Ex-Military Commission Prosecutor: What to Do With GTMO
GUANTANAMO BAY — Retired Air Force Col. Morris Davis, a former chief prosecutor of the military commissions-turned-critic, has an opinion piece in the Huffington Post expressing disappointment in President Obama for not keeping his campaign pledges to shutter Guantanamo and end the commissions. (Davis might have considered that there is real congressional antipathy to closing the detention facility and Obama needs Congress’ aid to close it; but keeping the military commissions, in revised form, was a unilateral act.) Davis reprises some of his older themes about the professionalism of the guards here — something I’ll get to observe for myself, in about an hour, when I tour three of the six detention camps.
On the commissions, however, Davis is less judicious about the hybrid law/war system that they represent:
Second, if terrorism falls within the ambit of warfare rather than ordinary crime, then the Geneva Conventions are the basis of the rights the detainees enjoy, and fairly administered military commissions could meet or exceed the requirements of Common Article 3 of the Geneva Conventions. Decide whether we’re at war with al Qaeda and its affiliates or if their activities are manifestations of a crime spree, and pick the corresponding criminal forum. Fourteen high value detainees got off the airplane at Gitmo in September 2006. Parsing an explanation for why Ghailani gets full constitutional rights in a trial in federal court while his fellow passenger Nashiri gets something less in a military commission does not enhance our standing in the eyes of the world.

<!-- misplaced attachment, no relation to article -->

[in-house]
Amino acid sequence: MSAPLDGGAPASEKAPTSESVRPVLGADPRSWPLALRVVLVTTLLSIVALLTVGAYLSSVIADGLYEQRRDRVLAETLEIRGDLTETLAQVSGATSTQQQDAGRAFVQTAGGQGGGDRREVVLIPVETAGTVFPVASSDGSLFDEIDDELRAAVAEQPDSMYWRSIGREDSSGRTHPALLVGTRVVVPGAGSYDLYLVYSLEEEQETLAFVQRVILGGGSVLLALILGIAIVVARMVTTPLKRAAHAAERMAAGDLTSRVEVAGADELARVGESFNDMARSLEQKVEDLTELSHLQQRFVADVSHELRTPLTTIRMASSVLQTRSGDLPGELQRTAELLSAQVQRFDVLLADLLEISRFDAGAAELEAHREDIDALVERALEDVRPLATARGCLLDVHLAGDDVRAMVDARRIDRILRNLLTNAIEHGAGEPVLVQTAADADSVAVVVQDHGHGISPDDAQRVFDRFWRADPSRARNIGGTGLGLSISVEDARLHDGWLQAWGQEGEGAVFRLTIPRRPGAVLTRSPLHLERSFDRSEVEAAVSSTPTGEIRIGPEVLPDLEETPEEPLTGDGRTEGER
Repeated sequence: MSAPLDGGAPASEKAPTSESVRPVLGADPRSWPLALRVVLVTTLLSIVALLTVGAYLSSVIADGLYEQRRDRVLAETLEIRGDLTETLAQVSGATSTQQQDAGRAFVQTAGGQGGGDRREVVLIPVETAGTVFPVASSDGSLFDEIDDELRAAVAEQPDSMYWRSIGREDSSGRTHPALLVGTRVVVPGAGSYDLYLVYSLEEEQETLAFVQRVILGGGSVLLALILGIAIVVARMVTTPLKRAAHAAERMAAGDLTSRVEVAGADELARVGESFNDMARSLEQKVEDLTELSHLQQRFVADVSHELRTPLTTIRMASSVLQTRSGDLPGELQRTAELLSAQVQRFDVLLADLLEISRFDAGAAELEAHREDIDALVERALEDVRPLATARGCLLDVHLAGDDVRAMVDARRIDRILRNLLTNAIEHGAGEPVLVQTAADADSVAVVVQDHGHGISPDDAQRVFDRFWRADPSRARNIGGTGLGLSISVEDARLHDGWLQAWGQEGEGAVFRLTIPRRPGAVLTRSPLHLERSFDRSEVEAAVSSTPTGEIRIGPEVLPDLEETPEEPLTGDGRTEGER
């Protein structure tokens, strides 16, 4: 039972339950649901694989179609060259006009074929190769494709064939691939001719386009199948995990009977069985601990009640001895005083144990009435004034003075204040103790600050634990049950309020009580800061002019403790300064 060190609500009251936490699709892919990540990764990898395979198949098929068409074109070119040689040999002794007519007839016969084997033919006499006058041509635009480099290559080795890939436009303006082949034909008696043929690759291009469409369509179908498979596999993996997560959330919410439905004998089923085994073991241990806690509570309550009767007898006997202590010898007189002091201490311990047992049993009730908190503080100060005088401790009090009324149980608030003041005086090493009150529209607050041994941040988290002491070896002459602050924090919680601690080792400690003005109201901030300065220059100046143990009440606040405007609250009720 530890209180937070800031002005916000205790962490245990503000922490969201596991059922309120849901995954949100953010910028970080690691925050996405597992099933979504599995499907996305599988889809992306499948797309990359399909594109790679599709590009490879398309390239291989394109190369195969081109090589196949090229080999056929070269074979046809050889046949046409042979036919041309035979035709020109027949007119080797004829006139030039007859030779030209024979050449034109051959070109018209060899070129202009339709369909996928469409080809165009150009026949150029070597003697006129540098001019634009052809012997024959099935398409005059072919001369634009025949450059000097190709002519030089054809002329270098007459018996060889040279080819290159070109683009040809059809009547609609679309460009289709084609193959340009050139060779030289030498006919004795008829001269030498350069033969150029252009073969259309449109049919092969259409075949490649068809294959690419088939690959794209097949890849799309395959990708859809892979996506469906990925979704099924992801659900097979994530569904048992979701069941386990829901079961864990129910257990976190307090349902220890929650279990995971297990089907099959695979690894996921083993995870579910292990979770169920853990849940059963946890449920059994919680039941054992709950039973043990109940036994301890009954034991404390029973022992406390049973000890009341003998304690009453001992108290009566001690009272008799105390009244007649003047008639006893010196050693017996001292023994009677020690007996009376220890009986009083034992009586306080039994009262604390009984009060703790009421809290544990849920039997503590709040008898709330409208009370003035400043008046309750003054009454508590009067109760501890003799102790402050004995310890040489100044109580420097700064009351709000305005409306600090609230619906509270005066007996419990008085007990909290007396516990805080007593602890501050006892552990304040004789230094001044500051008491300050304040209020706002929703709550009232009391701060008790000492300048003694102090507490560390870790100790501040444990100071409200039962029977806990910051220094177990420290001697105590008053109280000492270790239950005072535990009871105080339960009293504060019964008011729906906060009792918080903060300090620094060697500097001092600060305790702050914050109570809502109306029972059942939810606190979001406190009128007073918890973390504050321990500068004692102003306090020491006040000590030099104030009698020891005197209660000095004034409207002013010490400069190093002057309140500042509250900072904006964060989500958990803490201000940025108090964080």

And that doesn’t even touch on some of the confusion closer to home. Among the reasons Sen. Lindsey Graham (R-S.C.) wants Khalid Shaikh Mohammed tried by a military commission and not a civilian court is because it’s hard to understand why the architect of 9/11 wouldn’t be placed before a venue designed for trying war crimes but someone charged with a lesser offense would be tried there. Two senior administration officials, David Kris of the Justice Department and Jeh Johnson of the Defense Department, didn’t articulate a clear rationale for determining who ought to be tried in which venue during the highest-profile congressional hearing on the question thus far.
Davis also highlights the looming question of judicial oversight for any post-Guantanamo system of indefinite detention without trial, something Graham and Attorney General Eric Holder recently agreed the administration and Congress ought to design. Check out the piece.